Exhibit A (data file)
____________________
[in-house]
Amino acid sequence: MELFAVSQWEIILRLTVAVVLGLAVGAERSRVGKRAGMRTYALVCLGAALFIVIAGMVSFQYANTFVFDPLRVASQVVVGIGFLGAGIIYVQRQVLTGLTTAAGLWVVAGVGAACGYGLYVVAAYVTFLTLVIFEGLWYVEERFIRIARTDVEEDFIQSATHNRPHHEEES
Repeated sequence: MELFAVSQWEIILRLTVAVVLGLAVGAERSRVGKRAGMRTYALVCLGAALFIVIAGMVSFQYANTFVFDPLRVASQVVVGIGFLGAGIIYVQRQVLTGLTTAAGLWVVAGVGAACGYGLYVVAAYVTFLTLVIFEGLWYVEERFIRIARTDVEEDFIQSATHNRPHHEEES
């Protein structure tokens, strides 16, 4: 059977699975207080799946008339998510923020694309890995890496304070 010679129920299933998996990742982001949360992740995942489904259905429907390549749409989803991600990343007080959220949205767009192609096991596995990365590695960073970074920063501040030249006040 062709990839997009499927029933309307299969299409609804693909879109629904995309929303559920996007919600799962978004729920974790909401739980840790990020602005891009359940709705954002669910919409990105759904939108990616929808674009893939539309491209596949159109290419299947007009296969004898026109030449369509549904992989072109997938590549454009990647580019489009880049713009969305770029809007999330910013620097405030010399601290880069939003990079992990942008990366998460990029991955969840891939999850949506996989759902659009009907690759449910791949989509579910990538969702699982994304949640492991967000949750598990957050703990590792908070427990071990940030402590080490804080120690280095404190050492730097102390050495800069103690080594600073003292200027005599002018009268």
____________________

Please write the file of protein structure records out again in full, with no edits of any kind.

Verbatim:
[in-house]
Amino acid sequence: MELFAVSQWEIILRLTVAVVLGLAVGAERSRVGKRAGMRTYALVCLGAALFIVIAGMVSFQYANTFVFDPLRVASQVVVGIGFLGAGIIYVQRQVLTGLTTAAGLWVVAGVGAACGYGLYVVAAYVTFLTLVIFEGLWYVEERFIRIARTDVEEDFIQSATHNRPHHEEES
Repeated sequence: MELFAVSQWEIILRLTVAVVLGLAVGAERSRVGKRAGMRTYALVCLGAALFIVIAGMVSFQYANTFVFDPLRVASQVVVGIGFLGAGIIYVQRQVLTGLTTAAGLWVVAGVGAACGYGLYVVAAYVTFLTLVIFEGLWYVEERFIRIARTDVEEDFIQSATHNRPHHEEES
């Protein structure tokens, strides 16, 4: 059977699975207080799946008339998510923020694309890995890496304070 010679129920299933998996990742982001949360992740995942489904259905429907390549749409989803991600990343007080959220949205767009192609096991596995990365590695960073970074920063501040030249006040 062709990839997009499927029933309307299969299409609804693909879109629904995309929303559920996007919600799962978004729920974790909401739980840790990020602005891009359940709705954002669910919409990105759904939108990616929808674009893939539309491209596949159109290419299947007009296969004898026109030449369509549904992989072109997938590549454009990647580019489009880049713009969305770029809007999330910013620097405030010399601290880069939003990079992990942008990366998460990029991955969840891939999850949506996989759902659009009907690759449910791949989509579910990538969702699982994304949640492991967000949750598990957050703990590792908070427990071990940030402590080490804080120690280095404190050492730097102390050495800069103690080594600073003292200027005599002018009268």